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Special Needs Trusts

A special needs trust is created to ensure that beneficiaries who are disabled or mentally ill can enjoy the use of property which is intended to be held for their benefit. In addition to personal planning reasons for such a trust (the person may lack the mental capacity to handle their financial affairs) there may be fiscal advantages to the use of a trust. These trusts may also avoid beneficiaries losing access to essential government benefits.

This is the most common type of special needs trust and is usually set up by the parents. The funds cannot be used for “basic needs” (food, housing, or clothing) as defined by SSI and Medicaid laws because this will reduce or eliminate government benefits. The trust funds can be used for a variety of expenses including, but not limited to, purchasing a home which can be rented to the disabled person, vacations, trips, sports equipment, medical costs in excess of Medicaid, and funeral and burial costs. All members of the family can provide money for this type of trust. The only person who cannot place money into this type of trust is the disabled person.

  • Family Trust – This is the most common type of special needs trust and is usually set up by the parents. The funds cannot be used for “basic needs” (food, housing, or clothing) as defined by SSI and Medicaid laws because this will reduce or eliminate government benefits. The trust funds can be used for a variety of expenses including, but not limited to, purchasing a home which can be rented to the disabled person, vacations, trips, sports equipment, medical costs in excess of Medicaid, and funeral and burial costs. All members of the family can provide money for this type of trust. The only person who cannot place money into this type of trust is the disabled person.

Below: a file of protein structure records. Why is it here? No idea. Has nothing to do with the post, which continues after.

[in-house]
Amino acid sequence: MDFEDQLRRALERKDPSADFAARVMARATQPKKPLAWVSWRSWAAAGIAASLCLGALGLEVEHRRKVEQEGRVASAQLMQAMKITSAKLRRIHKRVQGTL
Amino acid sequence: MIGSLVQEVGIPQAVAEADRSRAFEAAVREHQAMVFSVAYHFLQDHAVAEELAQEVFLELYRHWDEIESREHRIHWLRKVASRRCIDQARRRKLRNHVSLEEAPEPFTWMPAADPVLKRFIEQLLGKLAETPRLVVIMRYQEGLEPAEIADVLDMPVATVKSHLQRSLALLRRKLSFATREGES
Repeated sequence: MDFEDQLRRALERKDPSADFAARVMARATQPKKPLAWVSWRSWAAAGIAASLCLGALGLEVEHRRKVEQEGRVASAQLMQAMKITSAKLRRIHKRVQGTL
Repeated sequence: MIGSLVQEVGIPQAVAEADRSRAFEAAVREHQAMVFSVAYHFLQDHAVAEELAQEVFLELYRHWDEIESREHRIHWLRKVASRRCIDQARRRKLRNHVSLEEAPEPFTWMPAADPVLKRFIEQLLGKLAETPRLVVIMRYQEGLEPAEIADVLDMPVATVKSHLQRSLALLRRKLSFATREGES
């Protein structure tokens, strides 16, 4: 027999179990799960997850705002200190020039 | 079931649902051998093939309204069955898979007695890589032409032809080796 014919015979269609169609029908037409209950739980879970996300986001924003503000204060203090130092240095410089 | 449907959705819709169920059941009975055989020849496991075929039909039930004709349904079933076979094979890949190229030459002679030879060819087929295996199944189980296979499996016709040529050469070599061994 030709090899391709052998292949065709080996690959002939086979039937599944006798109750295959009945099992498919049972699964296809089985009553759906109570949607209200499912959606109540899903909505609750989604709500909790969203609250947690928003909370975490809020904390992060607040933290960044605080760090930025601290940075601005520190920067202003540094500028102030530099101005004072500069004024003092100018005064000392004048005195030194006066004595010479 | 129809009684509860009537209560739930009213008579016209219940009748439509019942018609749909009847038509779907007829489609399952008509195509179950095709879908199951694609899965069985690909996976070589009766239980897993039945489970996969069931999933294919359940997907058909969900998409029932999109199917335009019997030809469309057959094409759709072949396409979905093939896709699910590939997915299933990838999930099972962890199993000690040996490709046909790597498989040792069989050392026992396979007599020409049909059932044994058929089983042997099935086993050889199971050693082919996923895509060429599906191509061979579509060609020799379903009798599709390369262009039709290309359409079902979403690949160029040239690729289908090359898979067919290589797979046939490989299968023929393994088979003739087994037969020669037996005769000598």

• Pooled Trust – Established through a non-profit association and usually used to address the needs of all members of the group, not just the specific needs of one disabled family member. However, pooled trusts are exempt from the Medicaid repayment rules and normally the trustee of a pooled trust understands government benefits extremely well. Once your money is placed into the pool it usually cannot be returned to you. Further, you do not have control over how the money is to be spent.
  • Court Ordered Trust – The disabled person actually owns the money to be put in the trust. Usually, this money comes from inheritance or money received in a court settlement/judgment. Only certain people are eligible to set up this type of trust. These people include the disabled person’s parent or grandparent, the legal guardian, or a court. To qualify, the disabled person must be under 65 years of age and meet the medical standards of Social Security, in terms of disability. Further, any remaining trust money existing at the time of the disabled person’s death is paid to the State of Florida for the government benefits provided to the individual when the trust was established.

Another important benefit a special needs trust can provide is funds for legal fees and medical care in excess of what Medicaid pays. The trust can pay for an advocate to insist that your child or loved one be granted services by the government, as required by law. For people who are not particularly wealthy, a special needs trust is still a valuable tool and can be funded with a life insurance policy.

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